Today I want to continue our look at pandemic “surprises” for CdnPSE. You may recall that we’ve already considered the way faculty defied our expectations by nimbly pivoting online, that students subverted forecasts from dozens of market research studies promising a rash of gap year deferrals, and the asymmetric impacts of the digital divide on student access and persistence.
To varying degrees in various jurisdictions, the world’s primary, secondary, and tertiary students have been subjected to a massive uncontrolled experiment which may have lasting repercussions on PSE students for a decade or more. (Speaking of rocky roads!)
Today, let’s start by looking at the learning losses experienced in PSE…
Online learning is perhaps most comfortable, and effective, for high-achieving “book learners”: mature adults, graduate students, strong readers, introverts, and those who thrive on theoretical lectures rather than hands-on learning. (Heck, pretty much all the readers of this newsletter, I suspect.) For others, though, the 2020 pivot to digital learning posed a significant challenge, and the younger the student, the greater the academic setback…
While PSE students and faculty alike voiced their disappointment and displeasure with emergency remote instruction as a substitute for the campus experience, data on learning outcomes in the pandemic are still developing. (More on student frustrations and preferences in a future instalment!) In one US survey, 85% of PSE students reported that the pandemic negatively affected their academic performance in the Fall 2020 semester, particularly due to remote learning, family responsibilities, health concerns, and loss of the campus experience. (Notably, the impact was perceived as greatest by second-year students, who had already experienced a normal year on campus.) Another study found that two-thirds of first-year college students struggled with online learning in 2020, and 76% believed it could have long-term academic consequences.
Many studies of online learning outcomes have suggested it is less effective than in-person learning for many traditional-aged PSE students. For most students, learning is a social, interactive activity, and current online technologies do not yet compare to traditional face-to-face environments (although some day they no doubt will). A major study of one million California community college students found a 14% performance gap: just 60% of students passed online courses, compared to 70% on campus. On an even larger scale, completion rates of MOOCs are disappointingly stuck in the single digits, and those who complete are typically teachers, faculty, or graduate students with above-average ability for self-directed learning. Even MOOC-booster Sebastian Thrun, then CEO of Udacity, was forced to admit years ago that “the basic MOOC is a great thing for the top 5% of the student body, but not a great thing for the bottom 95%.”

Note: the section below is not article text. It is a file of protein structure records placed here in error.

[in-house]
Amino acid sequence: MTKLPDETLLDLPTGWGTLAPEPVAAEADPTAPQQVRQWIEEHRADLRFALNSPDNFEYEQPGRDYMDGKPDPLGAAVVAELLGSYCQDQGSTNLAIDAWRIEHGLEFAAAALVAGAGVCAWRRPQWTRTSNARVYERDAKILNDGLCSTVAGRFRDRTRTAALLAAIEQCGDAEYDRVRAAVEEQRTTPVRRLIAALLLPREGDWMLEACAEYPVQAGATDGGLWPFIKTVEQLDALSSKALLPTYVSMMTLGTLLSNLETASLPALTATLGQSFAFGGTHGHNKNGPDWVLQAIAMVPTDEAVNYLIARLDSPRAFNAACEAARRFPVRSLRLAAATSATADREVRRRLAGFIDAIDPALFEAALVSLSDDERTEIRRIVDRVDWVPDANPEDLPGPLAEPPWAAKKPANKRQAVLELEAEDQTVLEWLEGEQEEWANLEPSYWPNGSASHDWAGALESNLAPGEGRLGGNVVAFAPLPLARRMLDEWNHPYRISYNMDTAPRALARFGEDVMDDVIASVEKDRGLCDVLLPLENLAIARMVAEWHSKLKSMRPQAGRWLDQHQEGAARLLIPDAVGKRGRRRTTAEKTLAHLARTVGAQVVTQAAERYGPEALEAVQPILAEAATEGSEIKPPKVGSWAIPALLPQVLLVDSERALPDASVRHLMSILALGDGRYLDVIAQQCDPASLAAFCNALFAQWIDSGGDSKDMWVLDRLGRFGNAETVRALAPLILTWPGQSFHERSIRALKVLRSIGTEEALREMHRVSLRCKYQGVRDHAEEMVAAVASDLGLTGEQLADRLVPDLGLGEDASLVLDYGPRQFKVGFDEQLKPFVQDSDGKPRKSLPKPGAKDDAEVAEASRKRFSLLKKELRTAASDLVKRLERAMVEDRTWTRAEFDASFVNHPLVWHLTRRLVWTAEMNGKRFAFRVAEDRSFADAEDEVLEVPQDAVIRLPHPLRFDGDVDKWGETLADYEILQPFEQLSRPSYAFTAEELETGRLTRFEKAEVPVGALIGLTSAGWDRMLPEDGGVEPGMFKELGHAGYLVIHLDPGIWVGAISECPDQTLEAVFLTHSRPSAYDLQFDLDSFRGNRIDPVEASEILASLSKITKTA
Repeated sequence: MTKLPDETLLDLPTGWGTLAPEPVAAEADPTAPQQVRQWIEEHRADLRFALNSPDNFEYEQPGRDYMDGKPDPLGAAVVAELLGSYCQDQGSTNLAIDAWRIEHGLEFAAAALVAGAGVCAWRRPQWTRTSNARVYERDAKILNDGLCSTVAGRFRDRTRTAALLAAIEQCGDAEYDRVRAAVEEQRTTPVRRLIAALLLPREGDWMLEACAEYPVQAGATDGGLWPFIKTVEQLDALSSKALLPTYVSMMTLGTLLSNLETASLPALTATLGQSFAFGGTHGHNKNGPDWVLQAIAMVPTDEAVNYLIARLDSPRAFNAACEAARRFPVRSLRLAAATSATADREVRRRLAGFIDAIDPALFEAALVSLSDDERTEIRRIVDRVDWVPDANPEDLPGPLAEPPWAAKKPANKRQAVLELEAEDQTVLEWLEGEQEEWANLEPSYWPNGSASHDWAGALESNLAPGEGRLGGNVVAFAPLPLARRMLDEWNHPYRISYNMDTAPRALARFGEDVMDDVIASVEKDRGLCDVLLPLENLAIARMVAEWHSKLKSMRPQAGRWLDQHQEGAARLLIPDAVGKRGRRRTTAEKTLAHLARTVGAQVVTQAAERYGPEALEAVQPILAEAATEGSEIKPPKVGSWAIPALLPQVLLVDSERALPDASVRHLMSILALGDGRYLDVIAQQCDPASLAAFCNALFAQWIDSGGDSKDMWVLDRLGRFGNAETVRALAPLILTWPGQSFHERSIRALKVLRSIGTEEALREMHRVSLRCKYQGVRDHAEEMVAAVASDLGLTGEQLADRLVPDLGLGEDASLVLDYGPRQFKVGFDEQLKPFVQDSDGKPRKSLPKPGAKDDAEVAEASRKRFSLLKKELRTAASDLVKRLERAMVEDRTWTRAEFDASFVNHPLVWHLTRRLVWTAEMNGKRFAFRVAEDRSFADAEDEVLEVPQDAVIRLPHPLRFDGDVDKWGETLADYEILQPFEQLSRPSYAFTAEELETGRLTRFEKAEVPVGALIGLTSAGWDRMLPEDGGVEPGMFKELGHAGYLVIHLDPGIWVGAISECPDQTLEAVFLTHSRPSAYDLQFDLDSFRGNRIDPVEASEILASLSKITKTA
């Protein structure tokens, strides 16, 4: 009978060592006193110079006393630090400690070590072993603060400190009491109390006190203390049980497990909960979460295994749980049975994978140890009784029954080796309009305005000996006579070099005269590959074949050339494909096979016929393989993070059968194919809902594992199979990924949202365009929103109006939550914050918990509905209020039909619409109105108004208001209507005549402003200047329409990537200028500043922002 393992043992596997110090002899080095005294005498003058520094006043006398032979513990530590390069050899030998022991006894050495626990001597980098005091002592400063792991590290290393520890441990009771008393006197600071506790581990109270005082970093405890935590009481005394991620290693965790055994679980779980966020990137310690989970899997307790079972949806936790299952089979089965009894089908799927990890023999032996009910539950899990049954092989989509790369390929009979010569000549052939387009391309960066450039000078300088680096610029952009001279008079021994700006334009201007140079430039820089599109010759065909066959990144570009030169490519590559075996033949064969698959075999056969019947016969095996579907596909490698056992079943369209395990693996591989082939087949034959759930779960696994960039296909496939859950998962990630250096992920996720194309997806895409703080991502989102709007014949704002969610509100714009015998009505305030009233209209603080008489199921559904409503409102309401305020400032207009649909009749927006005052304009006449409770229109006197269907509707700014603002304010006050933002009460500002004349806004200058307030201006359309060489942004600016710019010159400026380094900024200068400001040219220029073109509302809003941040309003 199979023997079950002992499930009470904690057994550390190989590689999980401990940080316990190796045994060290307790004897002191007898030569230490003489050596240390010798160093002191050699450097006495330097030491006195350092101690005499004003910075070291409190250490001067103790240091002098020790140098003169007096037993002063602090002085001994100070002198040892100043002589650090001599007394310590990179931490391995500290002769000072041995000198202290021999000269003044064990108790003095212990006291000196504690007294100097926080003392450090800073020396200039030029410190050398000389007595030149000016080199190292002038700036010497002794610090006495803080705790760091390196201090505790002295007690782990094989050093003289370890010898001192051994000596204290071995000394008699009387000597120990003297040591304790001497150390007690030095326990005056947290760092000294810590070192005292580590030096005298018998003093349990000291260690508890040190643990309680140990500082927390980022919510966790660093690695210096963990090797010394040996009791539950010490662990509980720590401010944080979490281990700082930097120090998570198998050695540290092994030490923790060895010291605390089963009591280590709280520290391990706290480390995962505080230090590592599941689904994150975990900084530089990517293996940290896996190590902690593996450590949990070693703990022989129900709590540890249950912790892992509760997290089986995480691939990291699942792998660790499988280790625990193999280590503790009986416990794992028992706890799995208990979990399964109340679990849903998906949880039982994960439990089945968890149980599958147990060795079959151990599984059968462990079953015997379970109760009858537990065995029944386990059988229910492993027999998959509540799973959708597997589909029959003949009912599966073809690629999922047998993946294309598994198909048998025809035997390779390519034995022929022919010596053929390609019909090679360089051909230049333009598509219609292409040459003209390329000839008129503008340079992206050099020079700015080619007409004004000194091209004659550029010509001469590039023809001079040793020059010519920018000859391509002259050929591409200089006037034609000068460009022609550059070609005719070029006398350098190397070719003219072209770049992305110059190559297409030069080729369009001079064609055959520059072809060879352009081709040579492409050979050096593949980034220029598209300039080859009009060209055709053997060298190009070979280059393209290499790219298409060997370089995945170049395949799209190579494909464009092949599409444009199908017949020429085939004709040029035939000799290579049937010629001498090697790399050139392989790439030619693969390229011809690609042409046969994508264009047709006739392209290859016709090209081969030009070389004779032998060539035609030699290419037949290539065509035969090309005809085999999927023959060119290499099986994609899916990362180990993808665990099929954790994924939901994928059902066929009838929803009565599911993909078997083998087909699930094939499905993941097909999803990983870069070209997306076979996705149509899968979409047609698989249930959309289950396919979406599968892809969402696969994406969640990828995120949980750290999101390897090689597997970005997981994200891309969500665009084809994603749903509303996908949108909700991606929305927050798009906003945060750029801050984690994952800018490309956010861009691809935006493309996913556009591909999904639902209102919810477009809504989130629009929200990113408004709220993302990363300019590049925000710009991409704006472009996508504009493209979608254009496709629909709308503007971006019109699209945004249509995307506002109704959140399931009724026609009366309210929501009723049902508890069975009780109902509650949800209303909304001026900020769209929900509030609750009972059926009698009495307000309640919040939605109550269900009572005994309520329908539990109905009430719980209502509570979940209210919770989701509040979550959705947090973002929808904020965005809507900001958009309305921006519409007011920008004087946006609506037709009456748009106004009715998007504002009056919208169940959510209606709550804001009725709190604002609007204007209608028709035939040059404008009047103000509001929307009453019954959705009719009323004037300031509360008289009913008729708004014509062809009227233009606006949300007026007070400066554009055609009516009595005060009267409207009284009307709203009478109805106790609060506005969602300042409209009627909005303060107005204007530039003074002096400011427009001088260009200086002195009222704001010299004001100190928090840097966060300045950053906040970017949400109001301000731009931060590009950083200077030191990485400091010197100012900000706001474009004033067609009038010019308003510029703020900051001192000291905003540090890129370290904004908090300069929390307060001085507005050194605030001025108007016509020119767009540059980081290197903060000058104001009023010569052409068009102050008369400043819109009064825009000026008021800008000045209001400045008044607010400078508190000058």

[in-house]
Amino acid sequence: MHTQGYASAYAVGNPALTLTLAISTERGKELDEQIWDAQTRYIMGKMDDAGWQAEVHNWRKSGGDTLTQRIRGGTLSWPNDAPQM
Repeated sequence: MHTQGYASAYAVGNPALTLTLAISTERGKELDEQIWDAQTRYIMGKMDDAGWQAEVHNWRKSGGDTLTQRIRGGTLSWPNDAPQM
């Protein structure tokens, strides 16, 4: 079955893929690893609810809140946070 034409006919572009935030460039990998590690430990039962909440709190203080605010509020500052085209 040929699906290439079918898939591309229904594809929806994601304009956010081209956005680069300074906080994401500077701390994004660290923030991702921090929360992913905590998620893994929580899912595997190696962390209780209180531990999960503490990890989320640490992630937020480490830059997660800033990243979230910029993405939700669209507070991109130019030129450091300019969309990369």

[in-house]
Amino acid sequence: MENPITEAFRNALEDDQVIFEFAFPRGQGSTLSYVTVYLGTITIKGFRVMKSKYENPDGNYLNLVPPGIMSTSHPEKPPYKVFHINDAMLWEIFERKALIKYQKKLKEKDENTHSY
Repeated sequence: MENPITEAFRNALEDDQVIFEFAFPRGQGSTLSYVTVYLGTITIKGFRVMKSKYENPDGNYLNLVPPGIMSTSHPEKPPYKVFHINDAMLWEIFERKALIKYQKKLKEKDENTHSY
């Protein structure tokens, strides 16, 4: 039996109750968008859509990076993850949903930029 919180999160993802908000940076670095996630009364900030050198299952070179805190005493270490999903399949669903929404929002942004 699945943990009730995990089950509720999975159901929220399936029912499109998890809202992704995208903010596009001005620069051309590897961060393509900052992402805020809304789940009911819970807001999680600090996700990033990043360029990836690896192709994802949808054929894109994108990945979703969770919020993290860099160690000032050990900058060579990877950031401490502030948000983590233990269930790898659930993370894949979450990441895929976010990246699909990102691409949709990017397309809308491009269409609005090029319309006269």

However, online courses designed deliberately, delivered expertly, and chosen freely by the right students can achieve outcomes equivalent to in-person courses – particularly for more mature, self-directed students who choose the online modality of their own volition. (Scores of studies have found “no significant difference” from F2F learning outcomes, as itemized in meta-analyses by Robert Bernard in 2004, Barbara Means in 2010, or Martin Kurzweil in 2015.) For the traditional online student – mature, independent learners, particularly graduate students, working professionals and teachers – online programs may provide precisely the “unbundled” PSE experience they need. Even for full-time undergraduates, online learning could support improved persistence and completion: additional availability of online course sections, at their home institution or another under a letter of permission, could help some PSE students reduce their time to graduation. (According to CUSC data in 2021, 20% of students graduating from Canadian universities indicated their program completion was delayed because a required course was not available.)